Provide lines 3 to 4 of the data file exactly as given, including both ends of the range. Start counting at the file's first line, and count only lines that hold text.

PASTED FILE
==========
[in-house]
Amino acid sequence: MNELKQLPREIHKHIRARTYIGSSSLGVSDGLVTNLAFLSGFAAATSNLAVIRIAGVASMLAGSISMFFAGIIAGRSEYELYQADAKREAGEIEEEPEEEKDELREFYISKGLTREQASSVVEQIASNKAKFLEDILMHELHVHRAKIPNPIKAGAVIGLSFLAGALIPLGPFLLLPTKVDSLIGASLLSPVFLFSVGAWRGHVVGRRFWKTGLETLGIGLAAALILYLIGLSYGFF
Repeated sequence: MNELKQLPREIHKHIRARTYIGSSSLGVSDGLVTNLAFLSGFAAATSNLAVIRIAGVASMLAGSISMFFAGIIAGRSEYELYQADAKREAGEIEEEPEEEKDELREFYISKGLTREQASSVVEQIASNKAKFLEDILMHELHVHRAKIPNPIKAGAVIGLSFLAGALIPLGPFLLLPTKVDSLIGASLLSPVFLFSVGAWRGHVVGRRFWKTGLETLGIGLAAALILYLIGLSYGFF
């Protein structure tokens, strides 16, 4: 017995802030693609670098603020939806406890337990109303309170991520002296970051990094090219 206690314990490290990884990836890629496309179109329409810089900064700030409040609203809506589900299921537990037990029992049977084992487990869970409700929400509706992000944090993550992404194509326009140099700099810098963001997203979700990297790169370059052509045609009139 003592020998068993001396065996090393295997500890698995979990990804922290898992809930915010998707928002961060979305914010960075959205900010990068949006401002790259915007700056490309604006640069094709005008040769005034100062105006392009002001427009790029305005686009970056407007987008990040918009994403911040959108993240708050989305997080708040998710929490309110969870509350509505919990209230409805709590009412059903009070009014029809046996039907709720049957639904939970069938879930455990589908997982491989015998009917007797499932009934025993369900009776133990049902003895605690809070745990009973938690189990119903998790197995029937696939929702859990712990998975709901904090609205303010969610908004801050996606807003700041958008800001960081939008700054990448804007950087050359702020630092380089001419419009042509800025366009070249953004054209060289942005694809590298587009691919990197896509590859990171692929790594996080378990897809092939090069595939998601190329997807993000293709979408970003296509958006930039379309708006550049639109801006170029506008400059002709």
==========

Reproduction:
Repeated sequence: MNELKQLPREIHKHIRARTYIGSSSLGVSDGLVTNLAFLSGFAAATSNLAVIRIAGVASMLAGSISMFFAGIIAGRSEYELYQADAKREAGEIEEEPEEEKDELREFYISKGLTREQASSVVEQIASNKAKFLEDILMHELHVHRAKIPNPIKAGAVIGLSFLAGALIPLGPFLLLPTKVDSLIGASLLSPVFLFSVGAWRGHVVGRRFWKTGLETLGIGLAAALILYLIGLSYGFF
């Protein structure tokens, strides 16, 4: 017995802030693609670098603020939806406890337990109303309170991520002296970051990094090219 206690314990490290990884990836890629496309179109329409810089900064700030409040609203809506589900299921537990037990029992049977084992487990869970409700929400509706992000944090993550992404194509326009140099700099810098963001997203979700990297790169370059052509045609009139 003592020998068993001396065996090393295997500890698995979990990804922290898992809930915010998707928002961060979305914010960075959205900010990068949006401002790259915007700056490309604006640069094709005008040769005034100062105006392009002001427009790029305005686009970056407007987008990040918009994403911040959108993240708050989305997080708040998710929490309110969870509350509505919990209230409805709590009412059903009070009014029809046996039907709720049957639904939970069938879930455990589908997982491989015998009917007797499932009934025993369900009776133990049902003895605690809070745990009973938690189990119903998790197995029937696939929702859990712990998975709901904090609205303010969610908004801050996606807003700041958008800001960081939008700054990448804007950087050359702020630092380089001419419009042509800025366009070249953004054209060289942005694809590298587009691919990197896509590859990171692929790594996080378990897809092939090069595939998601190329997807993000293709979408970003296509958006930039379309708006550049639109801006170029506008400059002709």